Britain has a whole plethora of iconic eras from the Tudors to the Teddy Boys, but it’s modern history which has been the most inspirational when it comes to fashion. Sub cultures have been the source of many memorable trends over the past 60 years or so, with the Mods and Rockers of the 60s and 70s through to the Skinheads of the 80s – we remember them all and still taste inspiration from them. But unlike these other sub cultures, the Casual movement wasn’t created by the fashion industry or by the latest music scene, but by the upfront, straight talking football supporters of England.
Another group of like-minded youths built a whole new culture on the basis of one sport. It picked up from where the Skinheads started off on the football terraces of Liverpool, Manchester and London, but they dropped the clunky Dr Marten boots and replaced them with expensive European trainers. Like all sub-cultures there was an element of negativity associated with it, but beyond the hooliganism Casuals were just young lads who were really into their clothes. It wasn’t just the clothes, hair which before then had been closely cropped for a more ‘masculine’ look, was grown out and styled into some memorable mushroom cuts. If we forget the hair, the Casual movement was groundbreaking. It moved so quickly that one week a brand would be the hottest thing out there, and the next it would have fallen off the face of the earth – thankfully we’re far less cut-throat nowadays and don’t dismiss a good thing so quickly.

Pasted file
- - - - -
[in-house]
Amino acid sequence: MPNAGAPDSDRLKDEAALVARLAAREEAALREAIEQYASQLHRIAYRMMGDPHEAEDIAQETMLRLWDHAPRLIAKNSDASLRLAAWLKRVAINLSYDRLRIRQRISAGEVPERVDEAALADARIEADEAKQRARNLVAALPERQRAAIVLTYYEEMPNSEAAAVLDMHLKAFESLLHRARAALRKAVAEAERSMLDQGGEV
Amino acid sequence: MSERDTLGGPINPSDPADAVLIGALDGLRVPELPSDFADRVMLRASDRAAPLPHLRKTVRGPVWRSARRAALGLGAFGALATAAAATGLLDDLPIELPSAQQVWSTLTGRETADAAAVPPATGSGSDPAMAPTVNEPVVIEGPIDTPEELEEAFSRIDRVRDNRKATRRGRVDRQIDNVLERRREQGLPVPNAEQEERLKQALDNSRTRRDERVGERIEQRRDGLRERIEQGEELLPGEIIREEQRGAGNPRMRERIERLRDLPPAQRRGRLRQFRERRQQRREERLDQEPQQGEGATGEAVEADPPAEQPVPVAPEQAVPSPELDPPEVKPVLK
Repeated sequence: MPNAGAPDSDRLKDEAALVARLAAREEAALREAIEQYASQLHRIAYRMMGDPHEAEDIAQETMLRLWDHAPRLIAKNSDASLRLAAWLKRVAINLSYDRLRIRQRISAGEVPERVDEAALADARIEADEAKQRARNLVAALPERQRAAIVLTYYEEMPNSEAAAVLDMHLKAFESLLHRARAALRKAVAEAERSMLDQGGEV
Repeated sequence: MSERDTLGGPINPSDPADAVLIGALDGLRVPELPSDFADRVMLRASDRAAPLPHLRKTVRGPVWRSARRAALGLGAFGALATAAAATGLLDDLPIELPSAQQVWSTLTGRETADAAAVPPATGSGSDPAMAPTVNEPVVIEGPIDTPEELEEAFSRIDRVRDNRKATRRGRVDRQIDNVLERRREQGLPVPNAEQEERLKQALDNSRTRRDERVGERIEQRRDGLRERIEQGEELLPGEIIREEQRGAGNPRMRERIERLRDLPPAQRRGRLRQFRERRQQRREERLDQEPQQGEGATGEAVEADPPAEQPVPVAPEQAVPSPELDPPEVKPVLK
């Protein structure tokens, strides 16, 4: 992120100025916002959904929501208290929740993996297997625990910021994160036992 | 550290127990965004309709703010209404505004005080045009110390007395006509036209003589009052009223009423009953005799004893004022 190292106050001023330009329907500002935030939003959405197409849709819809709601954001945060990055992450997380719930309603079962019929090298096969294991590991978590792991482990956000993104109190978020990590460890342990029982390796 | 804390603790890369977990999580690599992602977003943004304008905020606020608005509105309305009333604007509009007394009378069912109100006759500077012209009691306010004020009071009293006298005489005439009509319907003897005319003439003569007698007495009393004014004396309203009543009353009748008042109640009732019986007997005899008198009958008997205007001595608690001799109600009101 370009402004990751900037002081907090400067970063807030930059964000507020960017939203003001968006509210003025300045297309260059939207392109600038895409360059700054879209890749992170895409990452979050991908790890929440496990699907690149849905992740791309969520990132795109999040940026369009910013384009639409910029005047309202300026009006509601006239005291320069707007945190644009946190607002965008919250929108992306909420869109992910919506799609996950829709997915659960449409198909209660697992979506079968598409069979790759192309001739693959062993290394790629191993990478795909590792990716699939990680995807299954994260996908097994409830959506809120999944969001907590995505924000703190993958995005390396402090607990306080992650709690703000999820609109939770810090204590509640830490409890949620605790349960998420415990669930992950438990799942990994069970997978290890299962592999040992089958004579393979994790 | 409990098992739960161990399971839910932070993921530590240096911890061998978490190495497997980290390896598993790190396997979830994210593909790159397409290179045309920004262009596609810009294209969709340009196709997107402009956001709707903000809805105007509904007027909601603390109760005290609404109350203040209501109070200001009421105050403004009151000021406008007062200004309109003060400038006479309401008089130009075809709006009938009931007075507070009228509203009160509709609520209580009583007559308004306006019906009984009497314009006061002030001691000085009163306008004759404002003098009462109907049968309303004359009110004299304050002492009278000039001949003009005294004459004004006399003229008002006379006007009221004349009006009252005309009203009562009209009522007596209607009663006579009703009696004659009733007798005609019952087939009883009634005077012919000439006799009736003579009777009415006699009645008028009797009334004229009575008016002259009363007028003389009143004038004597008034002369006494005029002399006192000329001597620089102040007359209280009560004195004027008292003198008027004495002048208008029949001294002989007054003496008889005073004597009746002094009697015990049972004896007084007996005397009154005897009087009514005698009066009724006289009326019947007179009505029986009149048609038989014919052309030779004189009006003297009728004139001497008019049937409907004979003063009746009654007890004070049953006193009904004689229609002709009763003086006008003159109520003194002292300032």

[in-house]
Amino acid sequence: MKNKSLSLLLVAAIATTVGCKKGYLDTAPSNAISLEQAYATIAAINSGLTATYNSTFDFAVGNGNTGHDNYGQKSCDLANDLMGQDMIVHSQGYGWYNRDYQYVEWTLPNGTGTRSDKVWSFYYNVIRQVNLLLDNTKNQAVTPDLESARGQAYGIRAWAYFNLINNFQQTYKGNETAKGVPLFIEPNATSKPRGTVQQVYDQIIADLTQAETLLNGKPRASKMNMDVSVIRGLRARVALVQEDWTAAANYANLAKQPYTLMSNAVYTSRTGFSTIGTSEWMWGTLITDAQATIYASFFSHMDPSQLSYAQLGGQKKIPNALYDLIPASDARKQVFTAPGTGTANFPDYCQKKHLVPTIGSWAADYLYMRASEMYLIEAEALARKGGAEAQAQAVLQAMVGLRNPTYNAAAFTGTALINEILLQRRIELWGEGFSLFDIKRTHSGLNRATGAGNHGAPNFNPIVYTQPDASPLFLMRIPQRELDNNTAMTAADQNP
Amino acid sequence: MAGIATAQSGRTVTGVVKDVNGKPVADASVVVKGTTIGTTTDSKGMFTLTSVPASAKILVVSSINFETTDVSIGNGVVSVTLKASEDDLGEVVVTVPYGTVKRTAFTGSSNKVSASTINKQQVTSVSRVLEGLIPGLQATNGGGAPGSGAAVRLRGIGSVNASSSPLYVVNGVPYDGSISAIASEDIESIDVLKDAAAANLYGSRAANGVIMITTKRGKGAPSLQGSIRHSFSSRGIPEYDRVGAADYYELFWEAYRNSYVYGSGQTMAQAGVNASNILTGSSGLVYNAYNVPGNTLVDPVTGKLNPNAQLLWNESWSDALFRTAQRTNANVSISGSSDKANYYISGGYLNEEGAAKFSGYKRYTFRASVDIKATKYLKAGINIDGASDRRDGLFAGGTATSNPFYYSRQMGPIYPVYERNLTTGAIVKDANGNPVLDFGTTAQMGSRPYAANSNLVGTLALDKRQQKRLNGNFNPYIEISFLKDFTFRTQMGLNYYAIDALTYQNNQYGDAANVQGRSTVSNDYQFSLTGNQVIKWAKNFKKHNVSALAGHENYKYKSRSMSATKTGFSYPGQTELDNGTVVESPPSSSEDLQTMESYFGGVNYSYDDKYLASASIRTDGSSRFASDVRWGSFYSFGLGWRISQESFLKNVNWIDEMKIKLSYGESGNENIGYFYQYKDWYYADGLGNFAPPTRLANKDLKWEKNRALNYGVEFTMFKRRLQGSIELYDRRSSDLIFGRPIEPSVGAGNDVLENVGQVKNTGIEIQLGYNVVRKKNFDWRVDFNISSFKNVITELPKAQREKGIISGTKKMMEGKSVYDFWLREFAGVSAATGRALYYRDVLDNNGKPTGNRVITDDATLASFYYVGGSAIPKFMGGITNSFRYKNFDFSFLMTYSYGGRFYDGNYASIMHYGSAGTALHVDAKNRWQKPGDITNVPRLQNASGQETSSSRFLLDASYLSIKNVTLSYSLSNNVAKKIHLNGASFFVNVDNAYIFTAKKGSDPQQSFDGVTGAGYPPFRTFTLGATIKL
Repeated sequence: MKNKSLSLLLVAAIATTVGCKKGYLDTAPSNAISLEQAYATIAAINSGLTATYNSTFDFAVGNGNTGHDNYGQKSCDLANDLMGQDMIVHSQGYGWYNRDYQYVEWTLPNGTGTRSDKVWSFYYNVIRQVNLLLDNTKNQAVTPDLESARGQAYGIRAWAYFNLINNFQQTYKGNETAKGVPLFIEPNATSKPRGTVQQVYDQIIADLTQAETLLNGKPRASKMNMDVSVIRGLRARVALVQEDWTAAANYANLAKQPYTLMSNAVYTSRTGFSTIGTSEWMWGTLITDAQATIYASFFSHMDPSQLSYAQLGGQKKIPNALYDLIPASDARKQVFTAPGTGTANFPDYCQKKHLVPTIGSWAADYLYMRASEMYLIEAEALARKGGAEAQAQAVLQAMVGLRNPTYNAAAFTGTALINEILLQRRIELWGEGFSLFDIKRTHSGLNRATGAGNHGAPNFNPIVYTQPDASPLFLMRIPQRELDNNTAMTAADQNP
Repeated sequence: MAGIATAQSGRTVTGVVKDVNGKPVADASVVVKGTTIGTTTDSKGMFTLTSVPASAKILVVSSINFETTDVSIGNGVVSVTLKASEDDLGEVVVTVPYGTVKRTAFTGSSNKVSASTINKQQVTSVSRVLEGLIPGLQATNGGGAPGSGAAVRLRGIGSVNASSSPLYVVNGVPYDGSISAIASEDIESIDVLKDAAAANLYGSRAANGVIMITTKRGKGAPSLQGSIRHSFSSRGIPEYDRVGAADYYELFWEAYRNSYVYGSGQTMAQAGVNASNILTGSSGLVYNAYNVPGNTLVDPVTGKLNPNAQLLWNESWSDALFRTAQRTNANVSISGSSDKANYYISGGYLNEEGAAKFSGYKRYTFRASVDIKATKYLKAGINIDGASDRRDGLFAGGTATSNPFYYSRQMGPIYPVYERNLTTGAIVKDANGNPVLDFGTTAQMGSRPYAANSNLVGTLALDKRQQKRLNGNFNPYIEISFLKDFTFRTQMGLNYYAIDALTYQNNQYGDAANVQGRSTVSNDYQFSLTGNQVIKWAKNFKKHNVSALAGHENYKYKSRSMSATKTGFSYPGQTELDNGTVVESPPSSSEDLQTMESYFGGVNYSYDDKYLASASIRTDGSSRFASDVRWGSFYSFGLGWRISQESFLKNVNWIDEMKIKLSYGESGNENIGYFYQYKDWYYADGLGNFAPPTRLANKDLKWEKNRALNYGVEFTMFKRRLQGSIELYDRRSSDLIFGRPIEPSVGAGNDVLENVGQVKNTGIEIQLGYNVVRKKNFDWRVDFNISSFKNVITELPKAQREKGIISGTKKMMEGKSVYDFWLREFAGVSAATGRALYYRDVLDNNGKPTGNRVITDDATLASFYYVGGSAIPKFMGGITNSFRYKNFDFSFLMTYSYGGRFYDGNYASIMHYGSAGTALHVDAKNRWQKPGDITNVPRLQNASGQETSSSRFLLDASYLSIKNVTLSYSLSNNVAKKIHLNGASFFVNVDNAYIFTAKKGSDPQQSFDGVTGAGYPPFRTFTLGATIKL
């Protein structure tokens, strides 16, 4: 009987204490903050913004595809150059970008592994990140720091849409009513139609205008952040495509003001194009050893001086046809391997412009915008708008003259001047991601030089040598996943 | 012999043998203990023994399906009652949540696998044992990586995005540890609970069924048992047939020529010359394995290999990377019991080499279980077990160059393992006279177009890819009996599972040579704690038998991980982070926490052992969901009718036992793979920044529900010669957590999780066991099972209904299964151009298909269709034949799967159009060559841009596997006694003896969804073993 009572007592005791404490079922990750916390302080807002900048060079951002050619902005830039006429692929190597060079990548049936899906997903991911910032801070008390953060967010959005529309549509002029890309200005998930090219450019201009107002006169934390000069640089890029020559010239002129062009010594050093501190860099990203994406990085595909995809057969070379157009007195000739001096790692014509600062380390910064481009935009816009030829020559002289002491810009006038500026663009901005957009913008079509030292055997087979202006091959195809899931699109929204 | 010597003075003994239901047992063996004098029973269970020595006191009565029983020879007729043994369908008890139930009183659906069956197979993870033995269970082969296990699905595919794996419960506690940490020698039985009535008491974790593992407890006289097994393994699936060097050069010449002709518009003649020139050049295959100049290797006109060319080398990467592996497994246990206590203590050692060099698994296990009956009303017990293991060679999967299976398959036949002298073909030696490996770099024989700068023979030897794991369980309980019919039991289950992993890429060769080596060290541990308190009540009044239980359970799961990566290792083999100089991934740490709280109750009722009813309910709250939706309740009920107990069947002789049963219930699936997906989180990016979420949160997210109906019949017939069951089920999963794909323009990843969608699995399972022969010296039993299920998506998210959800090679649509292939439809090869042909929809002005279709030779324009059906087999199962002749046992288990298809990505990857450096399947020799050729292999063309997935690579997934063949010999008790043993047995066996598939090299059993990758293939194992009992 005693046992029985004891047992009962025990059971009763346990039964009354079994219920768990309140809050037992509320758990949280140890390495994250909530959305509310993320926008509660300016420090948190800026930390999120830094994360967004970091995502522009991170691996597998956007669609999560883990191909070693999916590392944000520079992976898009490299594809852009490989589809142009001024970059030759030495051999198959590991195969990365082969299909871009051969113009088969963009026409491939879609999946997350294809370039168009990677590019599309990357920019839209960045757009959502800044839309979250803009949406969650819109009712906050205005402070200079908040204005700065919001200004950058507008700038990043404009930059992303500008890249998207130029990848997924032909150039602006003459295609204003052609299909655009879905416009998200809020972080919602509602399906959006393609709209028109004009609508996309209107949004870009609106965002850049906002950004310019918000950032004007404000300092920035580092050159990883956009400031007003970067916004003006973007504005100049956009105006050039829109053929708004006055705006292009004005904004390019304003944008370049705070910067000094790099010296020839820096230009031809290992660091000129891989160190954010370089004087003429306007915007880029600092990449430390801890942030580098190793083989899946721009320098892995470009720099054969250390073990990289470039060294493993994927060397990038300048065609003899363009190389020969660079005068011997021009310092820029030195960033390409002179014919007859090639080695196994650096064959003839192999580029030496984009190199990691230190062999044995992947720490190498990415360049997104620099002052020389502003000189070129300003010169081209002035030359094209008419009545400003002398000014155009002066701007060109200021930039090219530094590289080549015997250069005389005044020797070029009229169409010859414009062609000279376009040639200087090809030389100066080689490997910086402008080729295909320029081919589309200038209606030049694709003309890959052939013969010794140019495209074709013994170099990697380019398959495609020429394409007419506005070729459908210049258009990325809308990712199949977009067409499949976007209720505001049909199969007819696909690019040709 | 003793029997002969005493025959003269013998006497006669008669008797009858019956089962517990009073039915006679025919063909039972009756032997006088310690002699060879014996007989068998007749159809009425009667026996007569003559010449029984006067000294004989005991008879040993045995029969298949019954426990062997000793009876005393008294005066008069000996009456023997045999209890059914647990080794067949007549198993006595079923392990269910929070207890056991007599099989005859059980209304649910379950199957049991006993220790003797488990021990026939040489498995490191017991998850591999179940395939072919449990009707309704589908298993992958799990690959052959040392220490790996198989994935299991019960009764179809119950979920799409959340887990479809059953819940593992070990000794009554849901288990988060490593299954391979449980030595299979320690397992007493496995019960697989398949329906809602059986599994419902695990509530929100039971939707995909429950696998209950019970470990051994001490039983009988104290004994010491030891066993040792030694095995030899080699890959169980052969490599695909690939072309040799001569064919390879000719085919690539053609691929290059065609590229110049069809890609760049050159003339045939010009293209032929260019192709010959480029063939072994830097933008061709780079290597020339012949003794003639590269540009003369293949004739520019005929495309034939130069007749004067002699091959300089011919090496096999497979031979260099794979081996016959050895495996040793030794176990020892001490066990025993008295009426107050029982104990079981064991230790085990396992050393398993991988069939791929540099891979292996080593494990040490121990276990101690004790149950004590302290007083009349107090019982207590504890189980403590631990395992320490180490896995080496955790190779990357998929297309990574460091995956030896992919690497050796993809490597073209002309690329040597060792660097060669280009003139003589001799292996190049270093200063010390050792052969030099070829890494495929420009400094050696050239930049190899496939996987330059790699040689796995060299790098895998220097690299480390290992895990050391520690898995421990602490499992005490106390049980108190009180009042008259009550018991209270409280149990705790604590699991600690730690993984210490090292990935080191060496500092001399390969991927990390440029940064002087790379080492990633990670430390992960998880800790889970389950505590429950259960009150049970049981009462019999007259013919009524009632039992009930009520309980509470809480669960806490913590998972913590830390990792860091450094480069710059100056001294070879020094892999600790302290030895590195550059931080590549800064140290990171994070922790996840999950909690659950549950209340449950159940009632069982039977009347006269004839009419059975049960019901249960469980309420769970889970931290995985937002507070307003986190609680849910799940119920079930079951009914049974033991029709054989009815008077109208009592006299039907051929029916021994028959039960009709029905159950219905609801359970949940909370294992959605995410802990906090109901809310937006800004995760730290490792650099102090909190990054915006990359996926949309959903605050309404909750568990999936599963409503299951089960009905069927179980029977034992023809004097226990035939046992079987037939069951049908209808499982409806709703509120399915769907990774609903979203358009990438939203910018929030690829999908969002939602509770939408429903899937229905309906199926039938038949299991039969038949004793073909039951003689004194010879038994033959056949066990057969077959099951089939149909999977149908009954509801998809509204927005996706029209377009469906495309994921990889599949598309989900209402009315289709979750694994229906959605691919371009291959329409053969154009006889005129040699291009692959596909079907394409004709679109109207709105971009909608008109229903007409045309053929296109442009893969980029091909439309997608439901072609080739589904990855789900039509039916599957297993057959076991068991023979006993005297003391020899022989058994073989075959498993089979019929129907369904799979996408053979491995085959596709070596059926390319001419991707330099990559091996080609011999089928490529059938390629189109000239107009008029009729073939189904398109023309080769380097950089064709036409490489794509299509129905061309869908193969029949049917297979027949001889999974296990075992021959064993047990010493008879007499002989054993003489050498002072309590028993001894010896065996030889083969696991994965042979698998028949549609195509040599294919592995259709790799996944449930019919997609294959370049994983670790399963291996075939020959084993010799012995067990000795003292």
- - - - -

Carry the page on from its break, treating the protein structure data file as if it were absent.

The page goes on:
Before the days of sports luxe trends and designer collaborations, sportswear was just sportswear. The Casuals pioneered the concept which moved it from the tracks and pitches, to the height of fashion and into everyday-wear. Although the movement came from the fan culture built around the success of the touring English football clubs, it was other sports which contributed the big brand names: golf (Lyle & Scott), tennis (Fila) and sailing (Henri Lloyd). Certain clubs wore particular labels, for example Arsenal favoured Fila whilst West Ham’s allegiance was with Pringle. You stayed loyal to your team. This was the true glory days of the trainer, a perfect piece to finish off the Casual’s dressed-down look. This was where our need for the latest ‘it’ trainer came from, projecting certain styles to the iconic statuses they now own (eg. Stan Smith).
Part of being a Casual was about standing out but staying up-to-date with this fast-moving trend. After some time sportswear dropped out and was replaced by the complete opposite; formal wear. The track suits and trainers were replaced with shirts and blazers – as were the brands with the likes of Stone Island, Burberry, Armani and Ralph Lauren coming in. It was these international labels that provided the expensive and often more adventurous styles that were wanted. Another prime example of how quickly this sub-culture was to dismiss another ‘fad’ and how unaffected they were by magazines, celebrities and popular culture. They just wore what they wanted, what they felt was right for their team. Men’s shirts and polos were buttoned up to the neck, something which would have been deemed geeky, but became a trend in itself and one we still follow today.
The true Casual scene remained fairly undiscovered until the mighty hand of commercialism got a hold of it, by which point the true believers had moved on to bigger and better things. This sub-culture may have died out at the end of the nineties but an element of it remains. The terrace look is iconic just like Mods and Teddy Boys, it’s ultimately always going to be ‘in’ – it’s timeless. The brands favoured back then still exist and they continue to produce their signature polos, jackets and trainers. So if you’re like us and still have a fine appreciation for it, take a look at what this season offers from a selection of the biggest brands of the Casual movement. Long may this groundbreaking and truly modern style thrive.